THURSDAY, JAN. 24, 2019

American naturalization: How the process has changed over the years BY ABIGAIL SCARDALETTI Circulation Manager

Being a United States citizen is something that is often taken for granted and not thought of when it comes to our everyday lives. Americans have rights that are used everyday such as getting an education, getting married when/if we want to and voting. Americans often forget that what the United States has is not the same in every country. Immigrants come here for different individual reasons, but overall, come here to create better lives for themselves. Over time it has become harder and harder to come to the United States and make a better or more stable life for oneself. On June 13, 1955 Delfina Scardelletti entered the United States of America to Ellis Island, New York City. She came through customs in New York City and settled in Trenton, New Jersey, with two out of the three siblings she had. Scardelletti took night classes to help learn the English language and to become an American citizen. When she was ready, her sister-in-law, Maria Tattoni, helped Scardelletti fill out the proper paperwork to give to the judge that would grant Scardelletti citizenship. Delfina Scardelletti took an oral citizenship test before an American judge. Once granted citizenship, Scardelletti celebrated with her brothers, sister-in-laws and her husband, who also was granted citizenship. What made Scardelletti and her family immigrate to the United States from Italy was to make a better life for herself and her family. Coming to the United States was a lot different in 1955 that it was in 1980. Nancy Lopez currently lives in Upland, California, working as a nanny. But that was not always the case. In the fall of 1980, Lopez migrated to the United States from Sinaloa, Mexico, at the age of 10. Lopez migrated to the United States with her mother and three younger siblings from the state of Sinaloa to Mexicali in Baja, California. They stayed with family members while her mother worked in the United States to save money. After enough money was saved, Lopez and her siblings went to live with their mother. They traveled mostly by bus to enter the United States. After 16 years of living in the United States, on Nov. 15,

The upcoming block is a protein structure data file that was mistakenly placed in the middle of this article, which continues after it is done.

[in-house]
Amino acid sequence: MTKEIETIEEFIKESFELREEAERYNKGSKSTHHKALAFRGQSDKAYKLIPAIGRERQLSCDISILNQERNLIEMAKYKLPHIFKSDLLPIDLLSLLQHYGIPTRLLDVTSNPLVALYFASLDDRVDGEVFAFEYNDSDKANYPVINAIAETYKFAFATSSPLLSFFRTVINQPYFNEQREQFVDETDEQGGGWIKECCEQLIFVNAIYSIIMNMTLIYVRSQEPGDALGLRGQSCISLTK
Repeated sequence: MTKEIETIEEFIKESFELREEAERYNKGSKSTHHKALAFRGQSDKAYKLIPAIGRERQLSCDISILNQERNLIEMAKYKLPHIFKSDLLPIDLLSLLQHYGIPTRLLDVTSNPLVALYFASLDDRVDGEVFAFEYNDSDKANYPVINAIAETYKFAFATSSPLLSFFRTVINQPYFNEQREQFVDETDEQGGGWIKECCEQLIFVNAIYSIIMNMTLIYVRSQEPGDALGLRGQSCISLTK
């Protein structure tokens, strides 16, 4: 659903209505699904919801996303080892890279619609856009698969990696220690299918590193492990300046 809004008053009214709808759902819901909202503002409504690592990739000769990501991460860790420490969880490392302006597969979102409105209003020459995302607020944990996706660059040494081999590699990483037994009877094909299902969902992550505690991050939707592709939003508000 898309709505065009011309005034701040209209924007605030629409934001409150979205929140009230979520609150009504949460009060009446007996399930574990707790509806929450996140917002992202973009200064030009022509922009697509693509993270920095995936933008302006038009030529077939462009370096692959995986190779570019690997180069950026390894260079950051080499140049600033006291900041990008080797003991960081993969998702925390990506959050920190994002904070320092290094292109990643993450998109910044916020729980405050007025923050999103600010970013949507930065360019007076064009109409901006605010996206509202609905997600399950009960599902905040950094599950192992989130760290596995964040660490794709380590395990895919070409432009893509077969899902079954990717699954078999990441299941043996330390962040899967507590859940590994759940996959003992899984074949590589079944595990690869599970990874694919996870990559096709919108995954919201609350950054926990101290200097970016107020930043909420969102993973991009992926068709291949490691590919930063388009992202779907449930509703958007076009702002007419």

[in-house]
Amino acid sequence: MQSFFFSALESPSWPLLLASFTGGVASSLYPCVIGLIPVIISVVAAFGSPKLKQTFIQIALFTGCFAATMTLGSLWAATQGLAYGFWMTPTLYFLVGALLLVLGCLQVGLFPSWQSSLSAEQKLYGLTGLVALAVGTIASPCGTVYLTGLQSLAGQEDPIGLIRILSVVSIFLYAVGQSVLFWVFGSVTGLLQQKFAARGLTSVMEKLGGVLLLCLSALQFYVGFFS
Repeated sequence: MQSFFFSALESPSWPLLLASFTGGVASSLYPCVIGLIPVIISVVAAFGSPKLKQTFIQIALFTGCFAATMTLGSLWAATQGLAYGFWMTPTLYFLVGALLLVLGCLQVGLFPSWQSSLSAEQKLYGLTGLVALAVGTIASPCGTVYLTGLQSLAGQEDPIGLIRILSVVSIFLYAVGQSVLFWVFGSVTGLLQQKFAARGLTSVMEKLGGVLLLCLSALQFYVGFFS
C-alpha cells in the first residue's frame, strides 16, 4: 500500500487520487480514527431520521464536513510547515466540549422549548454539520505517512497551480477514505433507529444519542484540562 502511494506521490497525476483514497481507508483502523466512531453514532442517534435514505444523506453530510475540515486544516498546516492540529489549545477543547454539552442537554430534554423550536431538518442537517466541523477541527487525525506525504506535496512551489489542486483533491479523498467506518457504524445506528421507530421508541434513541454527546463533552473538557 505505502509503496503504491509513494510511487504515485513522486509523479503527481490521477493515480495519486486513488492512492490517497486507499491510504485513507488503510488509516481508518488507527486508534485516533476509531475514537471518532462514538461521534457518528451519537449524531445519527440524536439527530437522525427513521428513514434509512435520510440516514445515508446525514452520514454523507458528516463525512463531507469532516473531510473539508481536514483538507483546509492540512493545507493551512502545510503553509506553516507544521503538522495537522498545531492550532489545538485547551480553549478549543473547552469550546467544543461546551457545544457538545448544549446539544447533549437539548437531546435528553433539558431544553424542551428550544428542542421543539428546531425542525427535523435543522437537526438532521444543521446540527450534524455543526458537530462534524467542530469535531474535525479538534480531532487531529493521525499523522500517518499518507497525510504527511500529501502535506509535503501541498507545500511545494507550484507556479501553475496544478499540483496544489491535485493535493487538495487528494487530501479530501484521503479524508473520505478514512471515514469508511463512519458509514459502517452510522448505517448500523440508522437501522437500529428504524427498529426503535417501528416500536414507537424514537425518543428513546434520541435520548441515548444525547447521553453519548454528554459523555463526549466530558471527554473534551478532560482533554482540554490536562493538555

Lopez succeeded in becoming a citizen, but still has family in her birth town in Mexico. Her father and his family are there as well as a couple of her aunts on her mother’s side of the family. She has a fond memories of both places she lived while in Mexico, even though some are faded. Lopez would like to go back and visit; to show her children where she came from. But, the United States is home now since she has lived in the country for 38 years. Now let’s fast forward to 2002, to when Luisa Merino started her journey. Luisa Merino migrated to the United States on Aug. 28, 2002 from Colombia. Merino came here by plane with a residents visa after a two-year waiting period. She came here to be with her now ex-husband who was born in Indiana. He was born in the United States while his mother was working on an employment visa for three years. Merino received her citizenship in April 2010, eight years after coming to the United States on a visa. “To be [a] citizen it wasn’t harder, I got free help from lawyers through a Catholic Church, they did all the process, it was quick,” Merino said. “[It was] harder to study the 100 questions. And of course the interview, I got nervous.” Merino came to the United States due to the economic and safety issues in Colombia that put her children in danger. Even though Merino wanted to provide a safer environment for her children, her whole family is still in Colombia, whom she misses. She also misses the ABIGAIL SCARDELLETTI/CIRCULATION MANAGER food and the music because she loves the taste and loves to dance. Outside Kamala Harris’ office in Washington, D.C. Being a United States citizen is different for everyone 1996 at the age of 26, Lopez became an American citizen. and each individual has a different story to tell. Being “Applying [to be a citizen] is not hard, once you have a an immigrant is no different than being born in the good command of the English language,” Lopez said. “The United States, especially since it is a country founded by whole process is in English. The difficult part is learning immigrants. Immigration is not a political argument, but English.” stories about individuals making decisions in order to The process of becoming a United States citizen is change or better their lives. lengthy as you have to apply, be interviewed and take an exam. It takes time as you have to be literate in the English language as well as be well-versed in United States history. The written exam is 10 random questions out of a possible 100 questions. You have no idea which 10 questions will ABIGAILSCARDELLETTI@GMAIL.COM be on the exam.

Diversity is skyrocketing in pop culture

BY ARIANA YAMASAKI Lifestyles Editor